Death Toll Rising in Twin Bombing in Pakistan

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LAHORE, Pakistan - Two bombs, detonated within seconds of one another at a market in Lahore, Pakistan's second largest city, has killed at least 49 people.

Police believe a suicide bomber may have set off the first bomb by remote control before detonating the explosives he was carrying.

Lahore, located in in eastern Pakistan less than 20 miles from the border with India, has been hit a number of times over the past year.

This time, the terrorists targeted Moon Market, where families often shop for clothing and shoes or enjoy one of the market's restaurants.

One police officer estimated some 150 people were injured in the attack.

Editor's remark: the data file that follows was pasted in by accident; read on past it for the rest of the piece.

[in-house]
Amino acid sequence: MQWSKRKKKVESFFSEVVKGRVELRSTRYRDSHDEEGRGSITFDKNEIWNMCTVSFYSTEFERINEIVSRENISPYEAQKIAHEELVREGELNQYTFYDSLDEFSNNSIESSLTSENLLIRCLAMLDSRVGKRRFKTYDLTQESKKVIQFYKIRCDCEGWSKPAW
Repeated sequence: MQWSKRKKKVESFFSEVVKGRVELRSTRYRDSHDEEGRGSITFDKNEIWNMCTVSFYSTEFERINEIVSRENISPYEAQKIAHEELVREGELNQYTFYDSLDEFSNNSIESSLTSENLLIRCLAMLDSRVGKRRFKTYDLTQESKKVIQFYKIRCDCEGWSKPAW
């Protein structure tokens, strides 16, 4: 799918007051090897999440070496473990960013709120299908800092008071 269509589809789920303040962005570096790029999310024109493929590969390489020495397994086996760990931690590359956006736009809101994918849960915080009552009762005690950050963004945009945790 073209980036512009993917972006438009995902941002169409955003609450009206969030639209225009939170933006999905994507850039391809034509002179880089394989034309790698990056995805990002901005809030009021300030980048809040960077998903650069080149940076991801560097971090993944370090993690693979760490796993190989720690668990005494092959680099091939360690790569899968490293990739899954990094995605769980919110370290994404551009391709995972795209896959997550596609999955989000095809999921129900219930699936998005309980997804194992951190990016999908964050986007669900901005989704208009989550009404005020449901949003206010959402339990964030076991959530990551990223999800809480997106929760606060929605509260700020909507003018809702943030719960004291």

The twin blasts occurred just hours after a suicide bomber killed 10 people outside a courthouse in Peshawar in northwestern Pakistan.

Islamic terrorists have stepped up their attacks recently, targeting citizens and security forces alike, calling the bombings retaliation against an increasing government offensive in northwest Pakistan near the border with Afghanistan, where the Taliban is entrenched.

The Taliban has claimed responsibility for attacks against security forces, but denies targeting the civilian population.

Pakistani officials believe the Taliban is behind all the attacks.

Meanwhile in Washington, Defense Secretary Robert Gates said the U.S. is ready to work more closely with Pakistan, pointing out that they may be "more open" to help from the U.S. "the more they get attacked internally."

"We are prepared to expand that relationship at any pace they are prepared to accept," Gates said.

Earlier, three villagers were killed by a suspected U.S. air strike in Mir Ali in North Waziristan, neighboring South Waziristan, where the Pakistani army has stepped up its offensive against the Taliban.

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